Your observations are interesting about the lack of meeting other bike riders.  I and 3 others) just rode a short section of BR66 from Amarillo to Tulsa.  Not including the supported westbound ACA?? group (maybe 12-15 riders), we passed 11 fully loaded cyclotourists going westbound (really wrong direction due to wind!) in this short stretch over 8 days.  These were ones we actually saw but were told of 2 other westbounders.  All but 2 were international (non-North America).  From my experience hosting primarily cyclists on BR66 (I live in Tulsa), I would say that only 50%, if that, of the riders use ACA maps.  We were also told that 2 others were a day ahead of us but our paths never crossed (we are somewhat slow).

My point is there were at least 19 loaded cyclotourists in a 375 mile stretch of BR66 NOT including ACA (they rode by in small groups and didn't stop to talk :-(  ).  Granted, this is end of prime season for BR66 so the numbers may be high but I can easily believe 200 people ride all or a major part (otherwise why be fully loaded out in the middle of the Texas panhandle) of BR66 a year.  And BR66 is not one of ACA's "Top Routes" by map sales I would guess.

Of course, on a specific bike route like 66 at high season or shoulder season, you will see others. I do not follow all of ACA's route. The 2 I did see on my last E to W on the ST were on the ACA route east of Pensacola and Fort Morgan that goes to Dauphin Island.  After Dauphin  Island I go to 90 while ACA goes father north into Louisiana. From El Paso north to Las Cruces on the ACA route I never saw anybody on three crossings. From Las Cruces west I take I-10 while ACA goes up to Silver City. I get I-10 at San Antonio and stay on interstates except where I have to get off temporarily. On 5 crossings from FL to CA, four times using interstates extensively, I did not see one long distance cyclist anywhere on any interstate. I also found out there are reasons for that. I cross into CA at Yuma, AZ. I get to 78 and through Glamis and such by going north on Ogilbie Rd. I have done that part of the ACA route 4 times--Plaster City, Ocotillo, 80, Jucumba, Pine Valley etc. I met only two others going transcontinental on that stretch. I did those tours in the dead of winter. I encountered extremes like 10 F and 7 F, but that was unusual. However, freezing and below were normal. I cycled from Stuart, FL south to Key West and back three times. Not the first cyclist did I see. I met loaded touring cyclists very frequently in the UK and Germany. I saw 4 total in Czech, Poland, Ukraine, Moldavia, Romania, Bulgaria, Greece and Italy. There were racing cyclists in Italy. On that trip from NYC to south Florida I saw nobody at all obviously loaded and touring. I used 90 east to west in north Florida three times on crossings where I met a total of 7 people touring, and they were in the same group. I may have met one other and that was all. I did 90 through TX and followed ACA to Van Horn and El Paso, and saw nobody long distance bike touring. From Van Horn to El Paso to Las Cruces I do not recall ever seeing anyone touring.  Of the several I met on the PCBR in 1993, all were north of San Francisco. From SF south I did not see any at all and I did not meet any in hostels or camp grounds. Of course, in populated areas they might be seeing sites or eating in restaurants or in motels when you go by, so not seeing them does not mean they are not there. I know I have cycled about 40,000 miles through 19 countries. Rarely do I see other long distance cyclists. I have done many shorter jaunts around south Florida and have never seen anyone else doing it. These days, however, one does occasionally see loaded cycling tourists passing through Stuart in the ACBR. I wonder if ACA knows about the excellent bike path from Hobe Sound, FL to Port Salerno just after leaving Jupiter Island on Bridge Road. We see tourists using US 1 when the bike path is 100 times nicer with zero noise and pollution. The number of touring cyclists I saw is not a lack of anything. It is simply what I saw. How what I encountered was a lacking of some kind is a mystery to me. I have been living in this densely populated city in south Florida now for 4 months. I have not seen the first loaded, long-distance bicycle tourist. I do not consider it a lack. It just is what it is.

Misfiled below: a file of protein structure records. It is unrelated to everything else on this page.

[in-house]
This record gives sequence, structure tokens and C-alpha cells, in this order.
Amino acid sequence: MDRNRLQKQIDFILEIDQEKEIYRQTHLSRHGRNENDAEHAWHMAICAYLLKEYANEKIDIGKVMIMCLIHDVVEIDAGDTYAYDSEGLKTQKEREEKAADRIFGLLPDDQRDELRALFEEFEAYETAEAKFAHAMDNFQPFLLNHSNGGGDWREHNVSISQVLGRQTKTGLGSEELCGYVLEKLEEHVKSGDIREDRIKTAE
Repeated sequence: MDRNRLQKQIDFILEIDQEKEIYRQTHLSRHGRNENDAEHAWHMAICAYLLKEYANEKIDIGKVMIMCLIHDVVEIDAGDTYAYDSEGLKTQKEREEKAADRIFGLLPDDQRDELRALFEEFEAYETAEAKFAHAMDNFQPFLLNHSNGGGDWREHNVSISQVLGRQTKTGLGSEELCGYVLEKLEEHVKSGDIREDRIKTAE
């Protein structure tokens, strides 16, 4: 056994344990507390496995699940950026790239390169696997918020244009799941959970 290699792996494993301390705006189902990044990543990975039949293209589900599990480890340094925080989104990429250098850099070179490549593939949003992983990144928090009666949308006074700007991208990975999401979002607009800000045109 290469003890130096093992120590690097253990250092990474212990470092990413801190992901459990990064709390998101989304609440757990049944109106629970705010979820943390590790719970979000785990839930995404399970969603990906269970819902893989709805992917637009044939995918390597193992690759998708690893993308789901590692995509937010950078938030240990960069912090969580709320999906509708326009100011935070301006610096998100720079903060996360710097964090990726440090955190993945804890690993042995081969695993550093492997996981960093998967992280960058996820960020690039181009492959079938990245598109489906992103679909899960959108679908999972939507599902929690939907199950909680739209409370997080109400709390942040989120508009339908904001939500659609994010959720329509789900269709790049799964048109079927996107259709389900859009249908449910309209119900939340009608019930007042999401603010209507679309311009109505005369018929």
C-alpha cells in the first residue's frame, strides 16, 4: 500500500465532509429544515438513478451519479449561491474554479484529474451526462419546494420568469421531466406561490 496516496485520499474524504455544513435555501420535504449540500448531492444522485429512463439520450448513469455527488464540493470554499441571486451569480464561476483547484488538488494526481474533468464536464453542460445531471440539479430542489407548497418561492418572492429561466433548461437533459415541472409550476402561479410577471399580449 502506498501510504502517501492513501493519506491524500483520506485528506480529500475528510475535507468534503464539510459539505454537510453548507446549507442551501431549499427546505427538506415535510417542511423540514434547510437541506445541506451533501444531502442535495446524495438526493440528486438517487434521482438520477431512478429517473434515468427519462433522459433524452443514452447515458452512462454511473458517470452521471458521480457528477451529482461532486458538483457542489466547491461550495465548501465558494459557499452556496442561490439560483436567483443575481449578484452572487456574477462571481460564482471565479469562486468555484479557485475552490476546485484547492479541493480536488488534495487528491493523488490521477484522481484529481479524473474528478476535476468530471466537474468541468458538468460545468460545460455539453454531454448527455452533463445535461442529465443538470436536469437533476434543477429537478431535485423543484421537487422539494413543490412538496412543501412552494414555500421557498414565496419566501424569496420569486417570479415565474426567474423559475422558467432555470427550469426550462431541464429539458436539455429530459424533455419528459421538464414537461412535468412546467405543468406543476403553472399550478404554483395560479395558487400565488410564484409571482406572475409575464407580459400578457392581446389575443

9
General Discussion / Re: Statistics on cross country tourers
« on: October 08, 2018, 11:09:39 am »
Westinghouse,

Your observations are interesting about the lack of meeting other bike riders.  I and 3 others) just rode a short section of BR66 from Amarillo to Tulsa.  Not including the supported westbound ACA?? group (maybe 12-15 riders), we passed 11 fully loaded cyclotourists going westbound (really wrong direction due to wind!) in this short stretch over 8 days.  These were ones we actually saw but were told of 2 other westbounders.  All but 2 were international (non-North America).  From my experience hosting primarily cyclists on BR66 (I live in Tulsa), I would say that only 50%, if that, of the riders use ACA maps.  We were also told that 2 others were a day ahead of us but our paths never crossed (we are somewhat slow).

My point is there were at least 19 loaded cyclotourists in a 375 mile stretch of BR66 NOT including ACA (they rode by in small groups and didn't stop to talk :-(  ).  Granted, this is end of prime season for BR66 so the numbers may be high but I can easily believe 200 people ride all or a major part (otherwise why be fully loaded out in the middle of the Texas panhandle) of BR66 a year.  And BR66 is not one of ACA's "Top Routes" by map sales I would guess.